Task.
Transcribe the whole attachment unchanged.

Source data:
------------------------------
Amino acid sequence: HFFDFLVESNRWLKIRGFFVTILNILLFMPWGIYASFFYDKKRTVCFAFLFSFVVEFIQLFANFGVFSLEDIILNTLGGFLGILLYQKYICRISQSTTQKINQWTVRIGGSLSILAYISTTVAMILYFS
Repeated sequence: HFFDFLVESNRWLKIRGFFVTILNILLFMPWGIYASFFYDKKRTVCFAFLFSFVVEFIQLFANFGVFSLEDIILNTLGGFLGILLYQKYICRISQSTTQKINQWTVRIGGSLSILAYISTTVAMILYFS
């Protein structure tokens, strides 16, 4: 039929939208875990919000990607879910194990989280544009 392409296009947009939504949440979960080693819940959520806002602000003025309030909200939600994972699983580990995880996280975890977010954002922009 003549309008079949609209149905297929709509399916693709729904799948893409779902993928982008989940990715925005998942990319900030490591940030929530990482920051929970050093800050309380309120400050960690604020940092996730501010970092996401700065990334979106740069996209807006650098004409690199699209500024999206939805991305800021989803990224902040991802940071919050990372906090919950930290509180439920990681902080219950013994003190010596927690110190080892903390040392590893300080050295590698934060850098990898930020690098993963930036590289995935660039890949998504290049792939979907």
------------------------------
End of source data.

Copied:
Amino acid sequence: HFFDFLVESNRWLKIRGFFVTILNILLFMPWGIYASFFYDKKRTVCFAFLFSFVVEFIQLFANFGVFSLEDIILNTLGGFLGILLYQKYICRISQSTTQKINQWTVRIGGSLSILAYISTTVAMILYFS
Repeated sequence: HFFDFLVESNRWLKIRGFFVTILNILLFMPWGIYASFFYDKKRTVCFAFLFSFVVEFIQLFANFGVFSLEDIILNTLGGFLGILLYQKYICRISQSTTQKINQWTVRIGGSLSILAYISTTVAMILYFS
């Protein structure tokens, strides 16, 4: 039929939208875990919000990607879910194990989280544009 392409296009947009939504949440979960080693819940959520806002602000003025309030909200939600994972699983580990995880996280975890977010954002922009 003549309008079949609209149905297929709509399916693709729904799948893409779902993928982008989940990715925005998942990319900030490591940030929530990482920051929970050093800050309380309120400050960690604020940092996730501010970092996401700065990334979106740069996209807006650098004409690199699209500024999206939805991305800021989803990224902040991802940071919050990372906090919950930290509180439920990681902080219950013994003190010596927690110190080892903390040392590893300080050295590698934060850098990898930020690098993963930036590289995935660039890949998504290049792939979907």